As if Louisvillians weren't wrought up enough, they discovered recently that Dan Issel of their beloved Colonels had been force bussed over to Baltimore in exchange for over $600,000, and that Travis Grant had been un-force bussed in from San Diego to take his place. Issel, who is white, was a college hero at Kentucky and a five-time All-Star. He had sacrificed much, including scoring and his center position to Artis Gilmore, so that the Colonels could win a championship. Grant, who is black, was a college hero at Kentucky State and averaged 25 points per game on the Coast in the role of "spot" shooter; he let the opponent pick the spot, any spot.
Even without Issel—who wound up in Denver as a result of another deal—the Colonels should be the best in the ABA again. Under the wise tutelage of Hubie Brown, Gilmore finally came into his own last season, scoring 24 points a game and averaging 16 rebounds, as well as continuing to play the best pivot defense in the pros. Tom Owens, whom Kentucky got in the Issel deal, gives the Colonels a valuable backup center who can switch to forward, where defensive whiz Wilbert Jones, playoff surprise Marvin Roberts and the vagabond rookie, Jimmie Baker out of Philadelphia, Las Vegas and Hawaii, already provide impressive depth. The backcourt also is deep in reinforcements that Brown platoons in units. There are Hound McClain, Bird Averitt and even some real people, Louie (Mr. ABA) Dampier, and rookies Allen Murphy and Jimmy Dan Conner.
Kentucky won 22 of its last 25 games in a stretch drive that saw the Colonels nip New York for the regular-season title, then romp through the playoffs. It should be a three-team contest this time because St. Louis has the spirit, singular and plural.
The glorious turncoat, George McGinnis, once said that St. Louis "led the world in crazies." But now Marvin Barnes, Maurice Lucas, Gus Gerard and company will get a Thorn in their side—new Coach Rod, who has a most fertile mind. Barnes, Lucas and Gerard formed an all-rookie front line last season, and their future together is awesome. Bad Marvin is interchangeable at center-forward with Lucas, who is even badder (he buckled Gilmore with a punch in the jaw and gave Julius Erving a black eye). While Lucas, who will be the regular center, has a tendency to foul, Barnes has no glaring weaknesses at all. Gerard merely leaps through ceilings. Veteran Don Adams is around, supposedly, as a steadying influence.
October 27, 1975
While the big men are babies, the back-court is seasoned and poised. In a major coup, Don Chaney arrives from the Celtics with those long arms and that wondrous intangible, character. He complements floor general and scorer Freddie Lewis perfectly while backup Guard Mike Barr supplies defense.
In New York the dynamic, extraterrestrial Dr. J will be at it again, this time assisted by some new interns. After their playoff collapse the Nets tried to trade off everybody but the janitor in what looked like a panic move. Then they realized that what they needed was rebounding and intermittent rests for Julius Erving's knees. Swen Nater, who led the league in rebounding last season, came from San Antonio in a trade for Larry Kenon. Rich Jones, another strong retriever who can play defense, arrived from Texas a little later. They will enable Erving to forget about the defensive basket and hightail it for his electrifying moves on the break, where he is most dangerous. The Nets are so rich in backcourt that veteran Bill Melchionni might wind up assistant coaching more than playing. Smart and speedy Brian Taylor has become one of the most feared guards in the league, and as long as John Williamson's personality continues to be enigmatic, Al Skinner or rookie George Bucci could slip past him to start.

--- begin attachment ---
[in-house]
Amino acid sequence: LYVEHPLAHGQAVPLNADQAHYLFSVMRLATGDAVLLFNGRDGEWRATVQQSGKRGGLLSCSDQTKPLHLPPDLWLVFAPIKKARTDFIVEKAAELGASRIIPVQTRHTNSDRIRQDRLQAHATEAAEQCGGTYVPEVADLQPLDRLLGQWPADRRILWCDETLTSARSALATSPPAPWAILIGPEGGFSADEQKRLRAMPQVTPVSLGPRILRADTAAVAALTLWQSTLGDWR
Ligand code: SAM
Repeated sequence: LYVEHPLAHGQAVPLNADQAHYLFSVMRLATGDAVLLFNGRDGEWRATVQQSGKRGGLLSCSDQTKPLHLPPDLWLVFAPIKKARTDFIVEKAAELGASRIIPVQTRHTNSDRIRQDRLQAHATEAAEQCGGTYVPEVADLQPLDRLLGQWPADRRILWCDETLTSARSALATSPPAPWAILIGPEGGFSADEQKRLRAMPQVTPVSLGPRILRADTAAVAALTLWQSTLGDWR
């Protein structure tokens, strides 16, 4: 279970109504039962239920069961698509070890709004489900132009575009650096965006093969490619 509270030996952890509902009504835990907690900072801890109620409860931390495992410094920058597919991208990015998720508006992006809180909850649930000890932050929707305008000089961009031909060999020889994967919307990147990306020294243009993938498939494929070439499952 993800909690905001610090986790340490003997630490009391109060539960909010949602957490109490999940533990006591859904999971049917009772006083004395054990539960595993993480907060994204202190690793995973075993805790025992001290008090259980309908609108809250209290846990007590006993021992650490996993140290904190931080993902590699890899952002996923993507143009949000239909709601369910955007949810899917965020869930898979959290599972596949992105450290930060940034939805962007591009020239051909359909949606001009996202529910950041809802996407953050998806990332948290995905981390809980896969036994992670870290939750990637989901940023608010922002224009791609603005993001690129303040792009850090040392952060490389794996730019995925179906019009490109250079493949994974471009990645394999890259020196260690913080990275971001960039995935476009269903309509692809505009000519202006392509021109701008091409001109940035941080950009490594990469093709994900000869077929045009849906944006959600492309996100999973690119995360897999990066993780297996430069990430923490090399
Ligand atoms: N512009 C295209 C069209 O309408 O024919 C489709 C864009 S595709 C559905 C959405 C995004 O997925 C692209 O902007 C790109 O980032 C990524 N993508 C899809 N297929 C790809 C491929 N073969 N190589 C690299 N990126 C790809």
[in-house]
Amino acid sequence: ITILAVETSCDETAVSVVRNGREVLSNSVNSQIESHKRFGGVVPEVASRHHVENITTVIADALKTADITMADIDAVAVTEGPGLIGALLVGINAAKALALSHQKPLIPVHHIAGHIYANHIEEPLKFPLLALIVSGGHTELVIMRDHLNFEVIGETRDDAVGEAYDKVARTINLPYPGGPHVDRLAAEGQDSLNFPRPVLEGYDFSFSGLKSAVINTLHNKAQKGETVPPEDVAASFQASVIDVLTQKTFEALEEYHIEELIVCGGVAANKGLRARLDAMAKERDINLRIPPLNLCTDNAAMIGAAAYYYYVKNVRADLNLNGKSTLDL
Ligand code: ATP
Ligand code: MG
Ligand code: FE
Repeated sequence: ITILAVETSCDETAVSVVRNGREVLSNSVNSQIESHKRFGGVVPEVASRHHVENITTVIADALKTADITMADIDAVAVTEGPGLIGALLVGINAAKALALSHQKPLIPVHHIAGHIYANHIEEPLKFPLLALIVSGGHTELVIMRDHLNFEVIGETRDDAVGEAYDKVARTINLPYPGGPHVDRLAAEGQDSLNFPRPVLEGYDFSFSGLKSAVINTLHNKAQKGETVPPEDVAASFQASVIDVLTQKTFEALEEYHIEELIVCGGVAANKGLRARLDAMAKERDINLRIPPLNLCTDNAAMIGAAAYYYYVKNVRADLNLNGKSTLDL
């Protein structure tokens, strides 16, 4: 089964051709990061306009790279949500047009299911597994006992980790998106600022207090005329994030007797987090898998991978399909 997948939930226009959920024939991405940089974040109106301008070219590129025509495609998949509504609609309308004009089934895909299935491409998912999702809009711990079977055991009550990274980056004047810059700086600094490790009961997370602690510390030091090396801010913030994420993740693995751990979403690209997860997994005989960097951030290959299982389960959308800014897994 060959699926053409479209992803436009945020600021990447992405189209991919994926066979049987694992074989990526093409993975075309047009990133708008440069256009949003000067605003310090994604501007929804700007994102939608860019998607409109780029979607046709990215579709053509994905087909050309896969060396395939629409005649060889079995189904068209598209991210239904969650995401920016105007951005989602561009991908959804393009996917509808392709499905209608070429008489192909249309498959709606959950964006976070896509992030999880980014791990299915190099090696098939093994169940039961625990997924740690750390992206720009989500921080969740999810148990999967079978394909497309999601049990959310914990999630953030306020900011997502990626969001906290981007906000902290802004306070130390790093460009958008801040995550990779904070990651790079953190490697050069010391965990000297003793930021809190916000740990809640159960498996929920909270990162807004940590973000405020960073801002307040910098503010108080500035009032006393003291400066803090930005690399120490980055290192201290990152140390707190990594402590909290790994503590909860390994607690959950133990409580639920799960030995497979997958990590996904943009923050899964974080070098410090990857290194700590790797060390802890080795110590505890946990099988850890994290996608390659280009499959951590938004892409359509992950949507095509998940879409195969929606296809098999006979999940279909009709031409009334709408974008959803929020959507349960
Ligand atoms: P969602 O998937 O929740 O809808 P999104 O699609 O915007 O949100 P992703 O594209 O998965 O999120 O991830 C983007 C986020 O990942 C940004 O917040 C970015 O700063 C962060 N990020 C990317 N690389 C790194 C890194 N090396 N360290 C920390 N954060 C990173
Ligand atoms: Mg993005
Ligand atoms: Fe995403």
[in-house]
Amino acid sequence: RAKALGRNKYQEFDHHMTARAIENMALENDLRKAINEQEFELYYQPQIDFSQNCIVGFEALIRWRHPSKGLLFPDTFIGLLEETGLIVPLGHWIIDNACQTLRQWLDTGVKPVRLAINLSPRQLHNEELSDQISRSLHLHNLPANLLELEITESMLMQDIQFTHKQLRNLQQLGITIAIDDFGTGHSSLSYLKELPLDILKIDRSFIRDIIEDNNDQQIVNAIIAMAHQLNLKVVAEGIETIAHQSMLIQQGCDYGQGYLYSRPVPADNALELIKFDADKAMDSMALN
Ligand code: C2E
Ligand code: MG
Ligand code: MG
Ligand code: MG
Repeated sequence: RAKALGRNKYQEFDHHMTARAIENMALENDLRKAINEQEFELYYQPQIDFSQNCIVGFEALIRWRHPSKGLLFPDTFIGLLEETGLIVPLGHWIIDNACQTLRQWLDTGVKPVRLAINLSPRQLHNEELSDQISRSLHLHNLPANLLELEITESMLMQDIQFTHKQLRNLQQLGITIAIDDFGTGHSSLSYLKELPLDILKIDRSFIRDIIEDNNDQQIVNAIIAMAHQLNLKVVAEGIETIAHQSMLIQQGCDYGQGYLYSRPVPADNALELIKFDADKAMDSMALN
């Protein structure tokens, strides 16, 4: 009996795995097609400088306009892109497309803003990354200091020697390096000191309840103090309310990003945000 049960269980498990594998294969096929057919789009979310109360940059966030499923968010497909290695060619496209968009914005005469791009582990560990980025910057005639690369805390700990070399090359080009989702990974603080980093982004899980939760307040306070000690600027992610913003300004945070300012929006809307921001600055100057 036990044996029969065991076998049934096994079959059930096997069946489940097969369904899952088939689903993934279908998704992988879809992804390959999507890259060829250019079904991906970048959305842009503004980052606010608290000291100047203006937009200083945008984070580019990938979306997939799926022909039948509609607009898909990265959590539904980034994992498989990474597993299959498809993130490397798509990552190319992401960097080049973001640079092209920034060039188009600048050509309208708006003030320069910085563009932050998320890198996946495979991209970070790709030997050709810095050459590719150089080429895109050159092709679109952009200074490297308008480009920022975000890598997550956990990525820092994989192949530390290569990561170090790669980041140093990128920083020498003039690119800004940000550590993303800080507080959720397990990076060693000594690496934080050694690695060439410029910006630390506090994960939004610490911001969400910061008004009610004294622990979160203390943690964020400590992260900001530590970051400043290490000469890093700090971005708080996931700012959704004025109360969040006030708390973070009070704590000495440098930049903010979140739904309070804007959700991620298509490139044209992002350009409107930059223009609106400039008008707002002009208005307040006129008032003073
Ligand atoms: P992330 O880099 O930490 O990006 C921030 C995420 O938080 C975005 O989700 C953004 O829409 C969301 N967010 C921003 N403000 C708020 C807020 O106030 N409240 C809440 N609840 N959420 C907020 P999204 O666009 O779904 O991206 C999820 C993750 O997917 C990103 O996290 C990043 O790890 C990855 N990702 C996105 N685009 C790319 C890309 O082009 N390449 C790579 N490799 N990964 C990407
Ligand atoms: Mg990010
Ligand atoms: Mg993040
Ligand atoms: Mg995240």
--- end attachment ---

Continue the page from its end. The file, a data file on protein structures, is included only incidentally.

Dr. J may be even more fabulous and the Nets better than ever, but honors for most improved should go to the Virginia Squires. After last year's fiasco, nonimprovement would mean exile to the Eastern League. Following their 15-victory season, the Squires' center, David (Daze) Vaughn, summed up the futility by getting arrested for appearing on his front lawn in nothing but a T shirt. Coach Al Bianchi got three probable starters from Denver for the rights to David Thompson: 6'10" Center Mike Green, Guard Mack Calvin and Forward Jan van Breda Kolff. While Green and Calvin will miss some early games because of injuries, the estimable cornerman Willie Wise is hale and hearty. Rookie shooter Ticky Burden has beaten out Dave Twardzik in backcourt; now that Calvin has injured his knee, Ticky will have a bigger scoring burden.
The heaviest load in this division, however, would have fallen on the shoulders of Joe Mullaney, who, almost up to opening day, had a job as coach of the Baltimore Claws. Then came the league's decision to close the Claws, who had looked shakier and shakier in the preseason. Even if ownership had come up with enough money to keep Issel and convince DeBusschere that the team could operate for the season, Mullaney and the Claws would have finished somewhere under Chesapeake Bay. At least they won't have to go through that agony. What remains now, apparently (aside from legal tangles), is a dispersal draft of the Claw players, recognized in civilian life as a rummage sale. Among the availables are Dave Robisch, who was Issel's replacement, Chuck Williams, Mel Daniels, Stew Johnson and George Carter.